Players on the run
It’s fair to say Riyad Mahrez really wanted to move to Manchester City in January 2018. The Premier League champions-elect waited until the final few days of the transfer window to make an offer for the Algeria international, by which stage Leicester weren’t prepared to sell their star man.
Mahrez wasn’t happy and failed to report for training for several days, but he’s now back in the fold and ready to give his all for the Foxes – at least until the end of the season. The following nine players were rather more persistent…
9. John Obi Mikel (Lyn)
Manchester United and Chelsea both claimed to have signed Mikel from Lyn in 2005, leading to a year-long tug of war between the pair. It turned out that the Nigerian had agreed to the United move without any form of representation after Lyn sent a brusque email informing his advisors that their services were no longer required.
Mikel disappeared on the eve of a Norwegian Cup match, sparking huge media coverage and a police enquiry after Lyn director Morgan Andersen made claims in the Norwegian media that the player had been kidnapped. In fact, he’d been grabbing some much-needed head space in London (with an agent) and following more tedious negotiations, reluctantly played another season in Norway before joining Chelsea in 2006.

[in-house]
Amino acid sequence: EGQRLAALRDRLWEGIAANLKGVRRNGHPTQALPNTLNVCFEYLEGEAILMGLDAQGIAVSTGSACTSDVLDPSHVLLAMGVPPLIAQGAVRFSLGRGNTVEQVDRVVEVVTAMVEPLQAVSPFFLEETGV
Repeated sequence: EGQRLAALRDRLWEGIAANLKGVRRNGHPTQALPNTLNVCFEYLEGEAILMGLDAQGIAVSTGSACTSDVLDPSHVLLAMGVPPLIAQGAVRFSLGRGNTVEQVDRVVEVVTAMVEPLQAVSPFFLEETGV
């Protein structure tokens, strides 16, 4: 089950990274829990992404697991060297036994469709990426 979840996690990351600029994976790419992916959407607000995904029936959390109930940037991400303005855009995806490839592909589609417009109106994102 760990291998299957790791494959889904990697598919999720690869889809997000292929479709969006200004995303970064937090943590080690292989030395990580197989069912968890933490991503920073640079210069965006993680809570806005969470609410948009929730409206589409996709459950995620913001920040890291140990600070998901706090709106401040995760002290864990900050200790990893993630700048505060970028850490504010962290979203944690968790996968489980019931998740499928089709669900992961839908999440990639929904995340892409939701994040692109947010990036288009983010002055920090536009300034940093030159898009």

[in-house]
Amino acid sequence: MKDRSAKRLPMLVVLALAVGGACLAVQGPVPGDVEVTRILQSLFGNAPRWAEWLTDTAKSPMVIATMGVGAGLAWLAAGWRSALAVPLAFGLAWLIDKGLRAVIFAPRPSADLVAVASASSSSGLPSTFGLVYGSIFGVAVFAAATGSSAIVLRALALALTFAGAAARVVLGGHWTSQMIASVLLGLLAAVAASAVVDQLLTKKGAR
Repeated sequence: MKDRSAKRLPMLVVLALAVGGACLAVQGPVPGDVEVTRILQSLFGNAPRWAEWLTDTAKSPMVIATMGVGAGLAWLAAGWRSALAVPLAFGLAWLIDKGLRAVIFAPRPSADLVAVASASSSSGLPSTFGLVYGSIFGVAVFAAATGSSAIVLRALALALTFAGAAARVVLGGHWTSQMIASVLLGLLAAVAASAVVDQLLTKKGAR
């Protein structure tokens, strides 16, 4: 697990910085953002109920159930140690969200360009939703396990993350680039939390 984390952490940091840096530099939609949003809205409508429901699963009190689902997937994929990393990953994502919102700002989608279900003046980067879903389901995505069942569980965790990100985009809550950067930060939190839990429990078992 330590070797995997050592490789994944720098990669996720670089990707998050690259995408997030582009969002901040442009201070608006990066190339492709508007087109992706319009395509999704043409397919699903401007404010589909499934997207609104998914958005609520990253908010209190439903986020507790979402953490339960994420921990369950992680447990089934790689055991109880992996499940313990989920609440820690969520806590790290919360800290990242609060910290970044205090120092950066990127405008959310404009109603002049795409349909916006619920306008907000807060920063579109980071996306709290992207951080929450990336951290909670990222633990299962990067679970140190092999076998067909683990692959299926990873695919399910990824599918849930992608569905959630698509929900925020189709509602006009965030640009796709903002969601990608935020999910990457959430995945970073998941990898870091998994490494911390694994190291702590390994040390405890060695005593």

8. Nicolas Anelka (Arsenal)
'The Incredible Sulk' had become an increasingly morose presence around Highbury as the 1998-99 campaign progressed. Signed from Paris Saint-Germain for a minuscule £500,000, Anelka rose to such prominence during Arsenal’s 1997-98 Double-winning campaign that Real Madrid sat up and take notice, especially when the Frenchman claimed to be “bored in London”.
By late July, with Anelka intent on forcing a move through to the Spanish giants and Arsenal playing hardball over his demands, he holed himself up in an economy Martinique hotel with brothers (and advisors) Claude and Didier. The Anelka family doctor insisted Nicolas was unable to return to training in N5 due to stress, and the teenager finally moved to Madrid for a whopping £23m.
7. Dimitri Payet (West Ham)
The French forward never wanted to leave Marseille in summer 2015, and, as it turned out, had no intention of seeing out his new five-and-a-half-year, £125,000 per-week deal at West Ham. In January 2017, he announced he no longer wished to play for the Hammers, and holed himself back up in Marseille.